In general, post-adoption contact requires the written consent of the birth parent or parents  and the adult adoptee. If the desire for contact is mutual and documented in writing, HFS will work with all parties to facilitate a meeting.  Refer to the following for specific information and requirements for post-adoption information release and contact requests by birth parents, adult adoptees, adoptive parents, and birth siblings.

Birth Parents

The birth parent may request disclosure of the name and most current address on file of adoptees age 21 or older, provided the adult adoptee has consented to contact in writing. Birth parents who requested no contact when they placed their child for adoption but have since changed their mind may write a letter expressing their openness to contact. These letters are kept on file and provide consent for post adoption contact if requested by the adopted individual after they have turned 21.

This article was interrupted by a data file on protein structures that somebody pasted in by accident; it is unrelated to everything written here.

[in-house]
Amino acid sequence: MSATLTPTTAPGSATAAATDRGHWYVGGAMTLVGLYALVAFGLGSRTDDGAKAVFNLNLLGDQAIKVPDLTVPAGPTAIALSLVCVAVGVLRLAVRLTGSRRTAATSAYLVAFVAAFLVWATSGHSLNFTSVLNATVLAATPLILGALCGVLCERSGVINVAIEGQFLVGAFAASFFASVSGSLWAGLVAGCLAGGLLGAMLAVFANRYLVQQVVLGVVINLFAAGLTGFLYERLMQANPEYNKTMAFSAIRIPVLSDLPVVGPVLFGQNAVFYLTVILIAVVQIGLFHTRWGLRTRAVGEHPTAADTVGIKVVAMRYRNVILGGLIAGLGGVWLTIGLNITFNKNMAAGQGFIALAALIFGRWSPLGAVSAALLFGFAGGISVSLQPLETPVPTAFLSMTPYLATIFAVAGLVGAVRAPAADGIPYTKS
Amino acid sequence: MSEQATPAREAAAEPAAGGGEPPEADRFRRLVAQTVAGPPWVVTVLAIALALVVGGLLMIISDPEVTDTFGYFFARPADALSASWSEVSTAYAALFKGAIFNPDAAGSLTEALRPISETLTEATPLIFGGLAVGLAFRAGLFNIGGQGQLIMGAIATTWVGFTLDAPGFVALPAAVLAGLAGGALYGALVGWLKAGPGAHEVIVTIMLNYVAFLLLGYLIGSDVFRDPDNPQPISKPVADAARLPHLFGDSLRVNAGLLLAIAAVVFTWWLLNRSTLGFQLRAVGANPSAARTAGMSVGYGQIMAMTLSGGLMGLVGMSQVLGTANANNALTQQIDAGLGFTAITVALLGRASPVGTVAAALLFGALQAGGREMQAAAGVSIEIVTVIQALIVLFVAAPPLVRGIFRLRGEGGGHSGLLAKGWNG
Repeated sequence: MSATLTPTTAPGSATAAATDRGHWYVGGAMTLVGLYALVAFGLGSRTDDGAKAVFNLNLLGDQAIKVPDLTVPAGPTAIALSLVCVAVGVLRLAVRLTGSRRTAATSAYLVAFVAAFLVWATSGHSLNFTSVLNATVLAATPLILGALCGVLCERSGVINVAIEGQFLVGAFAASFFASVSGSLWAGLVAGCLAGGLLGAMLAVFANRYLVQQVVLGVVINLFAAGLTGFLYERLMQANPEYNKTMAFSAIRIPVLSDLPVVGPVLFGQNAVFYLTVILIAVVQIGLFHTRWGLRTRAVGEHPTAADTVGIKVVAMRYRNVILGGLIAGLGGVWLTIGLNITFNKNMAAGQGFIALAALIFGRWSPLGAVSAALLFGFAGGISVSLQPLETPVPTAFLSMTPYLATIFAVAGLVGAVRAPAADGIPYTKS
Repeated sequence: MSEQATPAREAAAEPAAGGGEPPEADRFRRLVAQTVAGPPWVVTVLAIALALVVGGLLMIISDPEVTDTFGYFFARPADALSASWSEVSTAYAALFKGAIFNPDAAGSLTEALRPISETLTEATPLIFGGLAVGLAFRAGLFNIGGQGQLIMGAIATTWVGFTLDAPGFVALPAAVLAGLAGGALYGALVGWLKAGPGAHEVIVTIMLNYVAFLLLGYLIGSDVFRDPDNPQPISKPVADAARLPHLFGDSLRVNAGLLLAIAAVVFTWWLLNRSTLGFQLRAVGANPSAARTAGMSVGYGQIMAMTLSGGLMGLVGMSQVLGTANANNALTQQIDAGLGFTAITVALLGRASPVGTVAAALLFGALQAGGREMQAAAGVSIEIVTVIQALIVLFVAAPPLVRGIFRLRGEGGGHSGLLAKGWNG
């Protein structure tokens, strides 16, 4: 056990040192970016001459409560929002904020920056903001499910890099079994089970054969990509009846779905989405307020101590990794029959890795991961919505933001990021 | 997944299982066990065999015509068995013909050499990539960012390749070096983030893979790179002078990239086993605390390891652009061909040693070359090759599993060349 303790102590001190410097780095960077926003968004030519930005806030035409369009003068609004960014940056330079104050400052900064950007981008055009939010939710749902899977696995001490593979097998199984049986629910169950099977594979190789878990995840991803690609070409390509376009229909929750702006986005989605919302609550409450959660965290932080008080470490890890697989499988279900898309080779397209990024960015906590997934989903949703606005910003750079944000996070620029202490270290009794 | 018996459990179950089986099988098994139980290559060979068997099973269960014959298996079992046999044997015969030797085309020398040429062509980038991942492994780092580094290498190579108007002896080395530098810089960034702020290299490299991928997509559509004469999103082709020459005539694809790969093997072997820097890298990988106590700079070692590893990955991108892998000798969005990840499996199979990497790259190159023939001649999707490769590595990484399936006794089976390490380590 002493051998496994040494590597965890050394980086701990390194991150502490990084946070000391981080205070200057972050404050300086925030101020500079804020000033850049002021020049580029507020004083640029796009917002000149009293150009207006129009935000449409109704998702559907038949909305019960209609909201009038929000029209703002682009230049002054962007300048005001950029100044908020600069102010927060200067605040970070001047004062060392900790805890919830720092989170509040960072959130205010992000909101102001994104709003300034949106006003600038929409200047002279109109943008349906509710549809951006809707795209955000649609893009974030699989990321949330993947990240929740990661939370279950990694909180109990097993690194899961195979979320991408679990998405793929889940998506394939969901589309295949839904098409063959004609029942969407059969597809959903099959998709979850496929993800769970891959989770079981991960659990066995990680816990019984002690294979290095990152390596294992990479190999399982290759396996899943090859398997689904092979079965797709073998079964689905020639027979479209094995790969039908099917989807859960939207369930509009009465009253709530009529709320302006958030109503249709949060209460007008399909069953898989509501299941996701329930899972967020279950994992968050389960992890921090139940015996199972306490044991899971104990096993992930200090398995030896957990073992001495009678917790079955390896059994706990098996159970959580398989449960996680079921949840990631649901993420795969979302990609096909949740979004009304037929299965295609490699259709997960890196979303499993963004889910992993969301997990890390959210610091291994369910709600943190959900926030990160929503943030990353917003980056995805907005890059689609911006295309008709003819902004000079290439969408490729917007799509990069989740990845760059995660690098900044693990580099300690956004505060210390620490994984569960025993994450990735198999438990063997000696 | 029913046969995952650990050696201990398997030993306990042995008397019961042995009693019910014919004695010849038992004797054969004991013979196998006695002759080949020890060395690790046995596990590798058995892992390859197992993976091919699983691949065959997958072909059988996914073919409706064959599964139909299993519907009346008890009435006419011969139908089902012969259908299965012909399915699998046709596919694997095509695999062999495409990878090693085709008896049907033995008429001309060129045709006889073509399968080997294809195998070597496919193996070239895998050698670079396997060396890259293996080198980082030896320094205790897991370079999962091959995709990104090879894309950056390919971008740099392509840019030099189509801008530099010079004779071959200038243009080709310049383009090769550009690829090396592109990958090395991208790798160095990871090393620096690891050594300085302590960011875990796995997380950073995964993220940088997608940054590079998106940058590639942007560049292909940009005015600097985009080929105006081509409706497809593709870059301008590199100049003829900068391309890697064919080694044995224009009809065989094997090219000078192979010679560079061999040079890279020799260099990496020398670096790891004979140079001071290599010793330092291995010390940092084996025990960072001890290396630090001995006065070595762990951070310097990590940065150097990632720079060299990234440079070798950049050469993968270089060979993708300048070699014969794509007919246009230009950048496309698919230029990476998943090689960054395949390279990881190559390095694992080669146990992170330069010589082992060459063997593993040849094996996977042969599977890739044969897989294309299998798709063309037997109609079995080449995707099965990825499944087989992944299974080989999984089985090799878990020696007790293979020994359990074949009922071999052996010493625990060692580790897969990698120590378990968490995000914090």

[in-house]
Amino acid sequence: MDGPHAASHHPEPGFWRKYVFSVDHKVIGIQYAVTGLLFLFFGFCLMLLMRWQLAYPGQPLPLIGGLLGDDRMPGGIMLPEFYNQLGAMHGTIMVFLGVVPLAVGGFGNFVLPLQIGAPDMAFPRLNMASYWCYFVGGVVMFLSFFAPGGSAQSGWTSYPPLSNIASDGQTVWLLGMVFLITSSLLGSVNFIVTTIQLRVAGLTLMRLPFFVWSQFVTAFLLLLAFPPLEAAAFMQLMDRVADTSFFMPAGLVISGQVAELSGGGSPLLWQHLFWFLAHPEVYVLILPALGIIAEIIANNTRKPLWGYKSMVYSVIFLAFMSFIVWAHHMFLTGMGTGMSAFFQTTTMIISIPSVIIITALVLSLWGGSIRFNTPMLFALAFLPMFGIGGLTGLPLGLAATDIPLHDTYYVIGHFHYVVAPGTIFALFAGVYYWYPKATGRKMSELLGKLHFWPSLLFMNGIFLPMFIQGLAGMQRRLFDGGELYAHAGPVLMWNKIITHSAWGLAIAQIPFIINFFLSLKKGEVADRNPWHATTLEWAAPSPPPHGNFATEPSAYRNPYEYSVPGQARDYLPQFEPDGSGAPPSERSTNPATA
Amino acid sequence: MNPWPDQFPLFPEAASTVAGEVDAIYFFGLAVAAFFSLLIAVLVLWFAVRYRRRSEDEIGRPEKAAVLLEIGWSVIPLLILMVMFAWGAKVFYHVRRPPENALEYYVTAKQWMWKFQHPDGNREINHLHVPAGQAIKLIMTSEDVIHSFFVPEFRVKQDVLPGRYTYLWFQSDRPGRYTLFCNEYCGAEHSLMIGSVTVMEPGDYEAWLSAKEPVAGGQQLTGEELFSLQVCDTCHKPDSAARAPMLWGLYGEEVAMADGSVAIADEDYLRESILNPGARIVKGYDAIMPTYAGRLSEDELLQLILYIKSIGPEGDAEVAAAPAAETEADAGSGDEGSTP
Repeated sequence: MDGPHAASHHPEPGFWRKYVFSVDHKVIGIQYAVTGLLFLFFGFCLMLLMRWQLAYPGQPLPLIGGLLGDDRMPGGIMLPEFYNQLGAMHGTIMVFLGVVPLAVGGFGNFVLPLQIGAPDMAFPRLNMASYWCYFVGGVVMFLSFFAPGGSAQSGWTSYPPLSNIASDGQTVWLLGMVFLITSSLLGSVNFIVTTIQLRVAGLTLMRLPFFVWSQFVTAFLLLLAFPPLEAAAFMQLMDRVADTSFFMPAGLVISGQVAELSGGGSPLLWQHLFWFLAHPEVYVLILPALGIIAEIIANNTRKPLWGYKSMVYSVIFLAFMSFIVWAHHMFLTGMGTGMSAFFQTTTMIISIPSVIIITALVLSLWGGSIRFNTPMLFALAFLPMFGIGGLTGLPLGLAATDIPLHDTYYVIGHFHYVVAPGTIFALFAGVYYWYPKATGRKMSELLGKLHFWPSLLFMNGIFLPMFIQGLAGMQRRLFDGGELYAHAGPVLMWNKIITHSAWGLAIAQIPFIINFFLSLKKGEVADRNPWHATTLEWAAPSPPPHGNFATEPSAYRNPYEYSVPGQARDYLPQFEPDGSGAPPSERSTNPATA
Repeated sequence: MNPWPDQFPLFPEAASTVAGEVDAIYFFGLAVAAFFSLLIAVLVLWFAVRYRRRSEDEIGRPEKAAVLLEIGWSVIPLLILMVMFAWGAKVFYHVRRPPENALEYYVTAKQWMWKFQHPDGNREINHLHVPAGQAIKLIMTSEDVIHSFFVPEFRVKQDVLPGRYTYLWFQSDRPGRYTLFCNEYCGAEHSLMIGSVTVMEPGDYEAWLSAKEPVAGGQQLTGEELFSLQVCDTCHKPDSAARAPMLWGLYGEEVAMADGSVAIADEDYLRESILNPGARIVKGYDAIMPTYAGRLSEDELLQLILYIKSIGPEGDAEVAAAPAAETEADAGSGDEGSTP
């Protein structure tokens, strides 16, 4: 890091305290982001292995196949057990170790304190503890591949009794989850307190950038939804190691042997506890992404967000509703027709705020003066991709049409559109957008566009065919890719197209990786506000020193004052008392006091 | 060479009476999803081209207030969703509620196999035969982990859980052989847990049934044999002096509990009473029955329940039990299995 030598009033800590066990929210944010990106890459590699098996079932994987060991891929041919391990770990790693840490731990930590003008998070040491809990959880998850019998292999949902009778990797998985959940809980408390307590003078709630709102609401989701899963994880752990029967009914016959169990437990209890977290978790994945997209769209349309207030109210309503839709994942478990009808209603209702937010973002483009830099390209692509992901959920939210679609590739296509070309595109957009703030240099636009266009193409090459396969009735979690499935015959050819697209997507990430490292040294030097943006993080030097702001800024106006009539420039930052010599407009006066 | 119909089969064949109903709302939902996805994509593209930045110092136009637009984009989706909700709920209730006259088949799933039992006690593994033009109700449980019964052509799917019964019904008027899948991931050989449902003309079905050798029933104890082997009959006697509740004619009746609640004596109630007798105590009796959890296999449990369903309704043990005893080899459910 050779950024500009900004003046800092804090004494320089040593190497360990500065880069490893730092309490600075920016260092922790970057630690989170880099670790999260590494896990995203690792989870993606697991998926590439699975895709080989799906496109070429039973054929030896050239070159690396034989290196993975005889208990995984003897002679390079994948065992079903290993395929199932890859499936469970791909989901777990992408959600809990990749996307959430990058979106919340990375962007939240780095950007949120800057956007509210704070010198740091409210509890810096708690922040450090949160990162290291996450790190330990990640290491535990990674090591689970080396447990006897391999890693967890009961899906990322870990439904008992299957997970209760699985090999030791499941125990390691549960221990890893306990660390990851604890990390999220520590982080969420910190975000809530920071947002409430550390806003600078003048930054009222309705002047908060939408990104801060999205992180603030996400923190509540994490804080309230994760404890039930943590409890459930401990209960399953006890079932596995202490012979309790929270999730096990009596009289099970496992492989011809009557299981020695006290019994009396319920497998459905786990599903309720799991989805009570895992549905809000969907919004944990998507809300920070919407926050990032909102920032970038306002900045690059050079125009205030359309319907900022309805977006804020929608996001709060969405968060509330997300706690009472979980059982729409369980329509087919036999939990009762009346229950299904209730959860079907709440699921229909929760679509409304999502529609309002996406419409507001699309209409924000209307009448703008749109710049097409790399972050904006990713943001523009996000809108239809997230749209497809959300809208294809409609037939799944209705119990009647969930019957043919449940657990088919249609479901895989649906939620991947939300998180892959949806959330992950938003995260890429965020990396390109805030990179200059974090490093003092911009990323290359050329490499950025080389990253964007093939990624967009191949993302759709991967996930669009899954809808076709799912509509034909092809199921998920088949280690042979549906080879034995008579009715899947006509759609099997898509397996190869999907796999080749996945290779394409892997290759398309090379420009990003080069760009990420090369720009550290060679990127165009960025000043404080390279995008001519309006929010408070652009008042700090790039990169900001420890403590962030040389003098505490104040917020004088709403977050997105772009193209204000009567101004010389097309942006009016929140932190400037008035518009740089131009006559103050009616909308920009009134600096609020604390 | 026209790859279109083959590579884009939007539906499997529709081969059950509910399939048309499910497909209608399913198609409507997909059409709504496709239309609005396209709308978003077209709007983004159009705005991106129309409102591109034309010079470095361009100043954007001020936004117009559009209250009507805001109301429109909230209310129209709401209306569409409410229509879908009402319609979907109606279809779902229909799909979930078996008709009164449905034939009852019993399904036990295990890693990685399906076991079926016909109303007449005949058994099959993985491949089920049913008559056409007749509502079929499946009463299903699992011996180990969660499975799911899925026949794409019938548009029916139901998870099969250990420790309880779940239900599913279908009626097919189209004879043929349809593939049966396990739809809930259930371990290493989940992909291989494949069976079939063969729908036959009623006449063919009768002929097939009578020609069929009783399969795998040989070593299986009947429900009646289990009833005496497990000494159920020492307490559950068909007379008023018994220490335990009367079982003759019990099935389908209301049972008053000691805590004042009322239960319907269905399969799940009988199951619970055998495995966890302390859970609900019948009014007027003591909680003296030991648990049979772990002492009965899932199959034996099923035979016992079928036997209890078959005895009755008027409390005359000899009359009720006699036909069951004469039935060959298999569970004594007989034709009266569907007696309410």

Adoptive Parents and Adult Adoptees

Adopted individuals age 18 or older and adoptive parents of individuals younger than 18 may request non-identifying information about birth parents.

Adopted individuals age 21 and over who seek contact with their birth parents may receive identifying information if the birth parents have also consented in writing, or may provide written consent to be kept on file should a birth parent seek contact.

Adoptive parents of individuals under 21 may request disclosure of identifying information if medical necessity or other extraordinary circumstances justify the disclosure.

Birth Siblings

Information about a birth sibling may be released to another sibling provided both are age 21 or older and have provided written consent.

Birth Parent Counseling

We’re here for you. Should you ever need to speak to someone, our caring social workers are available for counseling. HFS is committed to the needs of our birth parents, for all the years ahead. Learn more about our Birth Parents Program.

HFAP – Adoptive Parents Group

HFAP organizes social events and fundraising activities that provide HFS’ adoptive families with opportunities to interact and make friends with other adoptive families. For prospective parent awaiting placement, the HFAP PALS group provides a supportive environment in which to share  excitement, anxiety, hopes and dreams with others who have gone through the process and understand what they’re going through.